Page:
A friend asked how she could apply a calm, meditative state of mind in her otherwise busy agitated life
How could she become a centered, joyful person when she is in the full force of daily living?
I don’t have all the answers, however, I could offer her some ideas of what works for me.
My first suggestion was to spend time with God
Easy enough, however, the old argument starts, “The problem is just that — I don’t have time! How can you ask me to add something to my to-do-list? I don’t have enough time.”
I feel that time is not the real problem.
It is the perceived problem. It is created in the mind and this is where the problem originates. The mind is where that infernal tape keeps repeating, “You don’t have time. You’ll never get that done. Look how much you have to do. You don’t have time. You’ll never get that done. Look how much you have to do. You don’t have time…” And it repeats continually.
Spending time with God settles this voice and eventually it’ll be a mere whisper and finally it’ll be gone. The important thing is to seek God every day. Not on a superficial level or a theoretical level but to connect with Him on a spiritual level. It’s to get in the routine of being with Him.
I’ve developed some habits that help me to do this:
Create a quiet space
This is a place where I can go to be refreshed with no television and no telephone. I brew some hot tea, light a scented candle and play relaxing music. Then I sit quietly. My body is conditioned to relax in response to these stimuli.
What we feed our minds affects our body and our spirit. The Bible is an obvious choice but there are also excellent Christian books and magazines including Bible-in-a-year books, devotionals, and many on-line resources.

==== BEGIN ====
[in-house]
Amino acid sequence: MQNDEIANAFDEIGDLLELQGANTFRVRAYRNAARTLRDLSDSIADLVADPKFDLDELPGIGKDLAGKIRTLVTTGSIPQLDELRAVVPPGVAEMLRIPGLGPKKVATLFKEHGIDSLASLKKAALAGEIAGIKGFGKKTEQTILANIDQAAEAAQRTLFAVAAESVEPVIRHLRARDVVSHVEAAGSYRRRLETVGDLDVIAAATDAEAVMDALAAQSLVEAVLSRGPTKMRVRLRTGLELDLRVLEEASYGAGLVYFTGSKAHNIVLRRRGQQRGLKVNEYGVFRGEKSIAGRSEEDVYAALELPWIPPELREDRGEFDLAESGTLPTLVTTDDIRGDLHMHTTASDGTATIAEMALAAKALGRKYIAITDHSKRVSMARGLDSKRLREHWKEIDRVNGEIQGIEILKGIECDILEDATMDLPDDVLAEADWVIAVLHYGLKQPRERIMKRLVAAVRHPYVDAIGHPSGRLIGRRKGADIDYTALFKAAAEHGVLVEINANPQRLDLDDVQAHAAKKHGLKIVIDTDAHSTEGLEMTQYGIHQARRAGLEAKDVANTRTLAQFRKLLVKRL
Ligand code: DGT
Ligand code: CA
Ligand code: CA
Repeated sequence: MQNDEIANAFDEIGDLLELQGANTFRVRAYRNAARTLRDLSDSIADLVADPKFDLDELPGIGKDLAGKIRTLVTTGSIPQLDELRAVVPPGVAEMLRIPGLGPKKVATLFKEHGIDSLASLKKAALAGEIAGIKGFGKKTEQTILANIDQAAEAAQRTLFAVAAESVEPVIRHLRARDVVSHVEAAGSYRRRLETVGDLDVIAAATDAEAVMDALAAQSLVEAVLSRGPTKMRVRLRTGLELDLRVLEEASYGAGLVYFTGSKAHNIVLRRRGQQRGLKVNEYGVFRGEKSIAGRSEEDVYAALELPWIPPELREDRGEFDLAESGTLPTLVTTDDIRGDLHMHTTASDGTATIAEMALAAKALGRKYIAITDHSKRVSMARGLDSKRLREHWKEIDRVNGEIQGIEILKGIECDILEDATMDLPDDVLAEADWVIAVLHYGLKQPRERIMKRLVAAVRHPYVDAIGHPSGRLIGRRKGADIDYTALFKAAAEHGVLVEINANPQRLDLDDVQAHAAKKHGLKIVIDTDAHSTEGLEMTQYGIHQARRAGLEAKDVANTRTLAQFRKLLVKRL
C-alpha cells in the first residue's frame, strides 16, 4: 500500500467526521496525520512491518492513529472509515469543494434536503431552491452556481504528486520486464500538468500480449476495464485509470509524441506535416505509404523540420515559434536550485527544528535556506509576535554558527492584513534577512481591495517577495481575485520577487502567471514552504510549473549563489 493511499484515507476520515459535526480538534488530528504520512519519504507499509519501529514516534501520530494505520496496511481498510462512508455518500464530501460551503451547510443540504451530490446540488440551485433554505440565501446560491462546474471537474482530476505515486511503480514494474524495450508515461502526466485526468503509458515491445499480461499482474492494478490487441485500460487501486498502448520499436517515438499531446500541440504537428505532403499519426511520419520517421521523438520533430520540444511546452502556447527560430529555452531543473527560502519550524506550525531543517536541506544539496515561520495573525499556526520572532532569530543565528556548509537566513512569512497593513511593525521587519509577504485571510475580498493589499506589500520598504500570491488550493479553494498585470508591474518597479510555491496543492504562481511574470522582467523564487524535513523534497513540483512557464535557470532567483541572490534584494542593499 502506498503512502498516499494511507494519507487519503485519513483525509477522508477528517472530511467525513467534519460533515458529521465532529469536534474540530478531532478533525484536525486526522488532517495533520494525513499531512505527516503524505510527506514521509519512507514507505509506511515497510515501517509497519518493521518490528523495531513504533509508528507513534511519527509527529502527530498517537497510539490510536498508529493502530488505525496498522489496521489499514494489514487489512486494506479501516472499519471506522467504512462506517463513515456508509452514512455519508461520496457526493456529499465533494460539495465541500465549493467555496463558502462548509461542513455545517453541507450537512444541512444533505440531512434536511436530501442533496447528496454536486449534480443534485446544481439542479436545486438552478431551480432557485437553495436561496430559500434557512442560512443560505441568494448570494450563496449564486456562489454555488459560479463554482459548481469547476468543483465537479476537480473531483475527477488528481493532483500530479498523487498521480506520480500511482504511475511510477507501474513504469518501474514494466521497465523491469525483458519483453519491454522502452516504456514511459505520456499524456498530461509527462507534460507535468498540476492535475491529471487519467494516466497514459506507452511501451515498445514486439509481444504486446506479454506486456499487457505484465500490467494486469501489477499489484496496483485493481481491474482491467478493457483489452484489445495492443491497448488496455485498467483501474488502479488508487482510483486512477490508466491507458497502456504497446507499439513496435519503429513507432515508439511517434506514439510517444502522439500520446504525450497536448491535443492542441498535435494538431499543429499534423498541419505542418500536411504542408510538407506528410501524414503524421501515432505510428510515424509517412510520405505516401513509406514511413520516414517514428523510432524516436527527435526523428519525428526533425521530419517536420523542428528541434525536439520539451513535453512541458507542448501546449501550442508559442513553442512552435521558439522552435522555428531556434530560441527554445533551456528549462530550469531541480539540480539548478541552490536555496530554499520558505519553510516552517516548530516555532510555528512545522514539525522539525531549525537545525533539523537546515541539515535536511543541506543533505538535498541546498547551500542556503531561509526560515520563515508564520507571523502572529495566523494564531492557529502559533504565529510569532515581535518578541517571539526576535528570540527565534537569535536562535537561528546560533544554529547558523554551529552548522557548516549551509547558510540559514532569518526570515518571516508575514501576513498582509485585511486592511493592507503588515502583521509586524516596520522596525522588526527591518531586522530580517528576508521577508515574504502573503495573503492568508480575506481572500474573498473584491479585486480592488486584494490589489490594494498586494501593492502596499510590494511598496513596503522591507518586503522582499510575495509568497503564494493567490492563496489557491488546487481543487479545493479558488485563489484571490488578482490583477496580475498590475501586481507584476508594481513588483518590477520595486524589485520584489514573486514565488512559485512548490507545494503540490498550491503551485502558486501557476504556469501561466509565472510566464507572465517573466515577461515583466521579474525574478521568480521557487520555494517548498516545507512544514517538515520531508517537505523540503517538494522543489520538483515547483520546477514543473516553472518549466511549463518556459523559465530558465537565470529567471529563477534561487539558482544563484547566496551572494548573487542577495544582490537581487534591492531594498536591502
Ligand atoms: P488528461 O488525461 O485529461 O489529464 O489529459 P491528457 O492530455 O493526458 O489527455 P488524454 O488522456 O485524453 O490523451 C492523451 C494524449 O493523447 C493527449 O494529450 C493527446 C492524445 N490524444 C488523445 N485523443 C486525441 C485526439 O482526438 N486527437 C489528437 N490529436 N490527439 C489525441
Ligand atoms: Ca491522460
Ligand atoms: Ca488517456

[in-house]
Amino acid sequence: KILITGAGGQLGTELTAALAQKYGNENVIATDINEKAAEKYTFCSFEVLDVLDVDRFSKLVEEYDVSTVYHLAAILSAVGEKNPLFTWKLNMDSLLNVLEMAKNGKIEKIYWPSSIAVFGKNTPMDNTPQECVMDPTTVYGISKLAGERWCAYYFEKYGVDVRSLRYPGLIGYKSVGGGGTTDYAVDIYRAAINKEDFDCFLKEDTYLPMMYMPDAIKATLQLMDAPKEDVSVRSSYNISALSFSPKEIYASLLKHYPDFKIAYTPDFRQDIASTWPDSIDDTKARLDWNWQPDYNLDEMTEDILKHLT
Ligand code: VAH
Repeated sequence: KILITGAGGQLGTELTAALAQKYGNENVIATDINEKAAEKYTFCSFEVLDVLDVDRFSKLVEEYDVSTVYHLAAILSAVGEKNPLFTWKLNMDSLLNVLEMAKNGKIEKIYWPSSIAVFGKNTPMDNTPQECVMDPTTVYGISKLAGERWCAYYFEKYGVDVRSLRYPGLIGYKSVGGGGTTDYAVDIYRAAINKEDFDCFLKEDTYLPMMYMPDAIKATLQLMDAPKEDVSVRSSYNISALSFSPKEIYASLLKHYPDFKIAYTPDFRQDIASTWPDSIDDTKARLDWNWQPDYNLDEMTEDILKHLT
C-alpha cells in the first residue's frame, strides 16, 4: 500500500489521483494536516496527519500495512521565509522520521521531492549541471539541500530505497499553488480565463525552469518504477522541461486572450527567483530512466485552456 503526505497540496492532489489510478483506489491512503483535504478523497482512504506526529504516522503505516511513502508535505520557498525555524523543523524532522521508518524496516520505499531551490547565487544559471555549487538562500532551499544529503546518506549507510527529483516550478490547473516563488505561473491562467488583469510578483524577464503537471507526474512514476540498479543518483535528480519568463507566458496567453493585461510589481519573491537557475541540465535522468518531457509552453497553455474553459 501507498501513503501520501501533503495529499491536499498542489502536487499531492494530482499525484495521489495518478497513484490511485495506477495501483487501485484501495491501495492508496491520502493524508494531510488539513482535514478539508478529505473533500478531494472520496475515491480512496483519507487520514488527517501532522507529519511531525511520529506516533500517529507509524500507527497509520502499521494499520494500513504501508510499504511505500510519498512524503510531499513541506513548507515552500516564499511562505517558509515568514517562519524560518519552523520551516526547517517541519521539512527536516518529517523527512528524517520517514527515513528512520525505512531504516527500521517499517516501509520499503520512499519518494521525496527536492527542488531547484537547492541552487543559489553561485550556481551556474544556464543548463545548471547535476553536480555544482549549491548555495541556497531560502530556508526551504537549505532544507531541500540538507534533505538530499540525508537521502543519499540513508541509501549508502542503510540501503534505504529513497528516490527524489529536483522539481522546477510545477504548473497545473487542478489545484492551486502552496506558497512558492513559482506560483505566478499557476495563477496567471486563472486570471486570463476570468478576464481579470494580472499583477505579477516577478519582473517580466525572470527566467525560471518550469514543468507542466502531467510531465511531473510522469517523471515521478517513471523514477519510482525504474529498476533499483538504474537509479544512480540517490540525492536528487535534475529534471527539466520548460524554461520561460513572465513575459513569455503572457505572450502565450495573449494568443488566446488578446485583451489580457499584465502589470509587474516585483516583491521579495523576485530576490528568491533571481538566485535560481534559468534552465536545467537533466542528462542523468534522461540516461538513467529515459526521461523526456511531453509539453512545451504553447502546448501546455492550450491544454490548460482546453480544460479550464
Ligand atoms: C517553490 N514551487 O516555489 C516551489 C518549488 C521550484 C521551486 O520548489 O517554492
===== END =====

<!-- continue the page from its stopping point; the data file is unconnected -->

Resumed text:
This gets me out to enjoy the beauty of the world around me, not just the four walls of my home. On this walk, I tune into my five senses recognizing all that I see, smell, taste, feel and hear.
Then I pray.
I open with praise to God and thank Him for the good in my life. Then I continue on my walk in prayer for others. This takes away the self-centeredness that can become like a destructive tonic. Thinking of others and praying for them is an effective way to stay healthy and focused. The walk need not be more than ten minutes to feel physically challenged and emotionally released.
In my writing, I purposely identify five new things every day for which I’m grateful. This has an amazing impact on my attitude and really helps put things into perspective. It helps to take a step back and see the big picture and not get so entangled in the nitty-gritty details of the day.
Other people meditate.
Still others listen and dance to music.
Use whatever suits your personality as long as it’s the same each day and your body, mind, and spirit connect and you are able to communicate with God.
This may be difficult for some — shift workers, moms with little ones — but just being able to take five minutes should be enough.
Every minute spent with God will help you to be more calm, centered and joyful.
“Be joyful always; pray continually; give thanks in all circumstances, for this is God’s will for you in Christ Jesus” (1 Thessalonians 5:16–18 NIV).
(excerpt taken from Women of Strength — Habits)